‘The coffee lid’s entire purpose is to prevent the loss of coffee due to movement of the cup, but it still must have a penetration to enable drinking.’
— From “Coffee Lids: Peel, Pinch, Pucker, Puncture” (Princeton Architectural Press, 2018, Page 24), by the architects Louise Harpman and Scott Specht.
We are surrounded, on all sides, by design problems — not only the obvious triumphs and failures of our toasters and staplers and laptops and pants and phones and chairs and stairs but also deeper problems that define our very lives. The human body, to cite the nearest example, is an evolutionary Rube Goldberg machine composed of the intricate clockwork of our cells and the globular light boxes of our eyeballs and the tubes and slots and holes and valves of our vital organ systems — all elaborate design solutions that have been perfected, more or less, over eons of grinding trial and error.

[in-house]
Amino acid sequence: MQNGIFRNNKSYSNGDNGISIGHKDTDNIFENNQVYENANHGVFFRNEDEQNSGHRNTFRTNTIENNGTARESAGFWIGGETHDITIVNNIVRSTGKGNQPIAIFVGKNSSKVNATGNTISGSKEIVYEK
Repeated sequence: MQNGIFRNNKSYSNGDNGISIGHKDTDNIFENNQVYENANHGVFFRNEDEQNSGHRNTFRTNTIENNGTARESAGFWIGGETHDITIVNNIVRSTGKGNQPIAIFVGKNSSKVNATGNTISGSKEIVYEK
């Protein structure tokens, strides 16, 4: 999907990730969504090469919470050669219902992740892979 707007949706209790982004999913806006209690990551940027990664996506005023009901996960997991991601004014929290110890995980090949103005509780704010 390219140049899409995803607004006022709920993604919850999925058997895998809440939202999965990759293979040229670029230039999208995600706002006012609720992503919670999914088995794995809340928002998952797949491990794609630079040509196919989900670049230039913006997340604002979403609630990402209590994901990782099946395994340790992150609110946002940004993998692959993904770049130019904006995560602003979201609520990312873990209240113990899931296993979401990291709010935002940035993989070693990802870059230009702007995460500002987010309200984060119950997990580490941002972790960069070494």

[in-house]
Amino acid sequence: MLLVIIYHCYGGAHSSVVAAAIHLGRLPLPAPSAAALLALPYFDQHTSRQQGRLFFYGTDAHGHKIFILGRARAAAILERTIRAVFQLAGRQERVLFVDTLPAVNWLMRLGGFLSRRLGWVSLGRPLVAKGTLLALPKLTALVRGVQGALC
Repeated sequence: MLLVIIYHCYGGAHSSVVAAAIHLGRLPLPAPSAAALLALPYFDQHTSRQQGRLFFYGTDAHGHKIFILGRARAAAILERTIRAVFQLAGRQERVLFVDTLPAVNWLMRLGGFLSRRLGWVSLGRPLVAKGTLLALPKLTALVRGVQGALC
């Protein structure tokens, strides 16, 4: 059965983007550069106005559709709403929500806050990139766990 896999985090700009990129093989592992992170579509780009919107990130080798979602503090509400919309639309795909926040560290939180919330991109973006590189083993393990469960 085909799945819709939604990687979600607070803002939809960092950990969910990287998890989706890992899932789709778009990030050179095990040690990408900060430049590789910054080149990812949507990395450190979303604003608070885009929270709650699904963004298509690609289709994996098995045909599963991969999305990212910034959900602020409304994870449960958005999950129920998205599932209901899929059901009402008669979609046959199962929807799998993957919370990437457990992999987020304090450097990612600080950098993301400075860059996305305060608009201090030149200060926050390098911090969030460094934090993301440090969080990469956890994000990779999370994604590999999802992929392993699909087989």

Modern designers, unfortunately, don’t have the luxury of deep time. And so, very often, they fail. Consider, for instance, the humble coffee lid. We expect from it a small miracle: It has to be simultaneously open and closed, to block all of the coffee we don’t want and release exactly the coffee we do.
This paradoxical challenge has bedeviled generations of designers, whose struggles are showcased in great detail in a beautifully odd new book called “Coffee Lids.” There is something inherently comic in watching such a trivial object be dissected so thoroughly. The authors go deep into the patent registry to extract strange nuggets of industrial poetry: “mouth comfort” and “sealable coupling” and “frangible closure” and “upstanding thumb catches.” Some lids have elaborate swiveling splash blockers and secret flavor chambers and recessed drip catchers. After all these decades of ingenuity, however, the coffee lid remains imperfect. And yet the designers keep trying — a tribute to the human mind’s perpetual struggle to make the world align with its needs, one layer of molded plastic at a time.
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